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Is God a Self-absorbed Narcissist?

God’s purpose in many (if not all) of his behaviors is to glorify himself. At first blush, this seems egomaniacal, or arrogant, or selfish, or even narcissistic. Consider his undisguised aim at promoting his own renown. In Isaiah 48:9-11 he unequivocally says that he defers his anger from a treacherous and rebellious people for the sake of his name , and for the sake of his glory . It isn’t for the comfort of his chosen people. In 1 Samuel 12:22, he avoids forsaking his people for his name’s sake. In the famous Psalm 23:1-3, he leads us in paths of righteousness for his name’s sake . In Psalm 31:3, he leads and guides us for his name’s sake . This is a repeated concept throughout the entire bible – both old testament and new.

But if God is truly good — and there is an overwhelming number of reasons to believe that he is — then the fact that he is overtly focused on self-glorification cannot be any of those evil things. Whatever it is that we perceive about his character of self-glorification must be something other than narcissism, arrogance or selfishness. But what good can come from his self-glorification that isn’t one of those evil things? Perhaps the answer can be found in the concept of profaneness. Notice in Ezekiel 20:9 that God acts for his name’s sake in order that his name won’t be profaned. To profane something means to disrespect it, or remove it from its sacredness, or to place it in conflict with that which is good. Profane language is considered disrespectful. It removes language from its sacred position of good communication, and it is rarely used for anything other than conflict. Pornography is considered profane because it removes healthy human behavior from it’s sacred context and places it where it will produce lustful conflicts in those who see it. It disrespects God’s intent for human unions.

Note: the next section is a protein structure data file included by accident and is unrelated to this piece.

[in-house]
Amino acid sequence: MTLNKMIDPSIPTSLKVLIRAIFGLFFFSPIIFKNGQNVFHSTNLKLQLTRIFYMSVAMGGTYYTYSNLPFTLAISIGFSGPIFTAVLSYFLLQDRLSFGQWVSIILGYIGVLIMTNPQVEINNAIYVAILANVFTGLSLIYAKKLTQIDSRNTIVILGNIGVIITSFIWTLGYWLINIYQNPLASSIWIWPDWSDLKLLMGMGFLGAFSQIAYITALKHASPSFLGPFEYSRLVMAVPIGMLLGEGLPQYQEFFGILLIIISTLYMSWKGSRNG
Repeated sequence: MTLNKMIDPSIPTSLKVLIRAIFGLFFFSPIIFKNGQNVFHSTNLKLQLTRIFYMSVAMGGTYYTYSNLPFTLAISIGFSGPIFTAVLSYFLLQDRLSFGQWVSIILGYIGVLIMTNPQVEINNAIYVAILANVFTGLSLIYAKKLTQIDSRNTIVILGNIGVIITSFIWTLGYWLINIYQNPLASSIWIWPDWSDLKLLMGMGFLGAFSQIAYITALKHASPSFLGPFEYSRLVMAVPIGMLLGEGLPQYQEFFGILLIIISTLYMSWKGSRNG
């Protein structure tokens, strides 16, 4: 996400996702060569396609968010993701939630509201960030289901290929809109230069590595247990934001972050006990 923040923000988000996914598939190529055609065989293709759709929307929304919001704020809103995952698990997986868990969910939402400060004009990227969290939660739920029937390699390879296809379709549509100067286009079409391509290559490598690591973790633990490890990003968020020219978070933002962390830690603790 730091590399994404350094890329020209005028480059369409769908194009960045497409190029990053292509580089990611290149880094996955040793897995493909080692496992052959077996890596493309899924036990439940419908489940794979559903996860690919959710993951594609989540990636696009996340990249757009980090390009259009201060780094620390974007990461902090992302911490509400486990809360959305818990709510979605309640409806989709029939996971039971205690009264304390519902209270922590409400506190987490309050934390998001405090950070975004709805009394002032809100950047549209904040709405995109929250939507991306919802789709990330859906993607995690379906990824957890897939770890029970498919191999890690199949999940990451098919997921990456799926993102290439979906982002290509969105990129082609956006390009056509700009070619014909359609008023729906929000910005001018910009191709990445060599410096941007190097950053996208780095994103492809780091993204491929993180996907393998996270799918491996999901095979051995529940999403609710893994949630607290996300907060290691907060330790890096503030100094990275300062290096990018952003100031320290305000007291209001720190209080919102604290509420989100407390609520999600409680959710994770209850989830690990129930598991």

God glorifies himself, because he is the ultimate example of what is good. To profane his name is to take away that beacon from fallen people who without it will lift themselves up high, and then become an example for others to emulate. Profaning the image of God falsely places other images on par with his, and thereby takes away from the goodness he has to offer.

Finally, people are made to enjoy God. If he is profaned, then we miss that pleasure, and our focus is taken away from that which should be our highest joy. We then cannot rejoice in the Lord always (Philippians 4:4), or delight ourselves in him (Psalm 37:4), or shout for joy from our upright hearts (Psalm 32:11). No. God is not a narcissist. He loves us, and his glory and magnificence are, in the end, the beacon that calls us, and the name that separates us from that which is not good (Matthew 19:29, Matthew 24:9, Revelation 2:3).

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